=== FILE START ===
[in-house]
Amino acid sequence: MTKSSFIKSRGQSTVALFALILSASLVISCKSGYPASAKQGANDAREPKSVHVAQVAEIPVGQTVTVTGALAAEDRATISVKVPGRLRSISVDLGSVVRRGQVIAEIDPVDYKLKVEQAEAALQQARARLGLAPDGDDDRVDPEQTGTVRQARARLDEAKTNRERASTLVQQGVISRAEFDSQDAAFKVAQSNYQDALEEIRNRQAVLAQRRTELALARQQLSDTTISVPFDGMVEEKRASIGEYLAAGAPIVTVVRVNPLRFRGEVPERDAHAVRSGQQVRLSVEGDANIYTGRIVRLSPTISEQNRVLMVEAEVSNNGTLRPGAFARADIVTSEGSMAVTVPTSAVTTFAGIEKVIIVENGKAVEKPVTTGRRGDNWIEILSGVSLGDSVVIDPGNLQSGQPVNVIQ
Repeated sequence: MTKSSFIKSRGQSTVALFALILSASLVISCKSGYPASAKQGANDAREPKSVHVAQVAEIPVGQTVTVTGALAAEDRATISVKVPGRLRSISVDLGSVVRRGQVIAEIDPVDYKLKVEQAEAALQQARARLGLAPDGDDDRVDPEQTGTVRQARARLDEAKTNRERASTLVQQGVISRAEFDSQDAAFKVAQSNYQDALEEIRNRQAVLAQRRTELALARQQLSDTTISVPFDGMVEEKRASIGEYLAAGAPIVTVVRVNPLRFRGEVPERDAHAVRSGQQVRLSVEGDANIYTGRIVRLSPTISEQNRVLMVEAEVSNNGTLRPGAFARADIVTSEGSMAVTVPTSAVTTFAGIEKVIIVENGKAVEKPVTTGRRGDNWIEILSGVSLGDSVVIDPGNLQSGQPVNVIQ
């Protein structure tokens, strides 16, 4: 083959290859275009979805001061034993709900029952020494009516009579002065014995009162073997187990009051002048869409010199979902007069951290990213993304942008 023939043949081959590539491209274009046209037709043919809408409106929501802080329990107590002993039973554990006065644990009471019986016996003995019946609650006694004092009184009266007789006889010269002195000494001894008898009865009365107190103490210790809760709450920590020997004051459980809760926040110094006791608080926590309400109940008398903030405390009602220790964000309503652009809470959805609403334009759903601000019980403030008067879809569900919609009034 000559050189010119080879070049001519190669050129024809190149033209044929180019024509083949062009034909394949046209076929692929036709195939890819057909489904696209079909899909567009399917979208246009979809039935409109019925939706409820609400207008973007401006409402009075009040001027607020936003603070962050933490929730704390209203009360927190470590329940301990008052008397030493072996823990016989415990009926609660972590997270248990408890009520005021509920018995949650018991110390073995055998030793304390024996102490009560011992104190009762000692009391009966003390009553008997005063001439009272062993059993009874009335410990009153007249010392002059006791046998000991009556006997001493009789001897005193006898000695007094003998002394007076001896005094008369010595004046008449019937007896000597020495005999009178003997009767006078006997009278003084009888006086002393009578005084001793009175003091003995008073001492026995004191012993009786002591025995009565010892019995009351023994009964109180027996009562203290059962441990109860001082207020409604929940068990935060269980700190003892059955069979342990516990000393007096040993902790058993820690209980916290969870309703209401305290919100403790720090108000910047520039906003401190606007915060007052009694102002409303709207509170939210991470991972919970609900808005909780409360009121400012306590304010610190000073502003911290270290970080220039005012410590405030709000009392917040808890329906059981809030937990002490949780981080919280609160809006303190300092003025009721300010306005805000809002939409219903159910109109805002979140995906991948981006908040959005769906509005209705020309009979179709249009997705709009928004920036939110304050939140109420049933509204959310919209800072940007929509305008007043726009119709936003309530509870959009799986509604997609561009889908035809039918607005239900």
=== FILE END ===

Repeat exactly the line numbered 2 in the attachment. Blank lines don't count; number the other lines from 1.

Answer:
Amino acid sequence: MTKSSFIKSRGQSTVALFALILSASLVISCKSGYPASAKQGANDAREPKSVHVAQVAEIPVGQTVTVTGALAAEDRATISVKVPGRLRSISVDLGSVVRRGQVIAEIDPVDYKLKVEQAEAALQQARARLGLAPDGDDDRVDPEQTGTVRQARARLDEAKTNRERASTLVQQGVISRAEFDSQDAAFKVAQSNYQDALEEIRNRQAVLAQRRTELALARQQLSDTTISVPFDGMVEEKRASIGEYLAAGAPIVTVVRVNPLRFRGEVPERDAHAVRSGQQVRLSVEGDANIYTGRIVRLSPTISEQNRVLMVEAEVSNNGTLRPGAFARADIVTSEGSMAVTVPTSAVTTFAGIEKVIIVENGKAVEKPVTTGRRGDNWIEILSGVSLGDSVVIDPGNLQSGQPVNVIQ